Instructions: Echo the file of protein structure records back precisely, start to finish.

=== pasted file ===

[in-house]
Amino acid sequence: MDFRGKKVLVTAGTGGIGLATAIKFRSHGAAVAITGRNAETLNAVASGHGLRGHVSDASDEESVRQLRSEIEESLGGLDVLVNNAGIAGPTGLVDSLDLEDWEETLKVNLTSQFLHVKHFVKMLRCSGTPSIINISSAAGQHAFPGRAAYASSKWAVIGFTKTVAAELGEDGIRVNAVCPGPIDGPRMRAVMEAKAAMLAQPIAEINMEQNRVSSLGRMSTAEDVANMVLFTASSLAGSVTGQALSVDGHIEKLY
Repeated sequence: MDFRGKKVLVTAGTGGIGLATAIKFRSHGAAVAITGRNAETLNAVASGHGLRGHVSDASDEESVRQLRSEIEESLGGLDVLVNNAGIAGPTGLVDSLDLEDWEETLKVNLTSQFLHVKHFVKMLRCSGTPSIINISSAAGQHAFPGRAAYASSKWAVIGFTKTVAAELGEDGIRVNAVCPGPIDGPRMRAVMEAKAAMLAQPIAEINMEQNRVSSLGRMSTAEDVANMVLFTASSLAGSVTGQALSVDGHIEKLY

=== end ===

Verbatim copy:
[in-house]
Amino acid sequence: MDFRGKKVLVTAGTGGIGLATAIKFRSHGAAVAITGRNAETLNAVASGHGLRGHVSDASDEESVRQLRSEIEESLGGLDVLVNNAGIAGPTGLVDSLDLEDWEETLKVNLTSQFLHVKHFVKMLRCSGTPSIINISSAAGQHAFPGRAAYASSKWAVIGFTKTVAAELGEDGIRVNAVCPGPIDGPRMRAVMEAKAAMLAQPIAEINMEQNRVSSLGRMSTAEDVANMVLFTASSLAGSVTGQALSVDGHIEKLY
Repeated sequence: MDFRGKKVLVTAGTGGIGLATAIKFRSHGAAVAITGRNAETLNAVASGHGLRGHVSDASDEESVRQLRSEIEESLGGLDVLVNNAGIAGPTGLVDSLDLEDWEETLKVNLTSQFLHVKHFVKMLRCSGTPSIINISSAAGQHAFPGRAAYASSKWAVIGFTKTVAAELGEDGIRVNAVCPGPIDGPRMRAVMEAKAAMLAQPIAEINMEQNRVSSLGRMSTAEDVANMVLFTASSLAGSVTGQALSVDGHIEKLY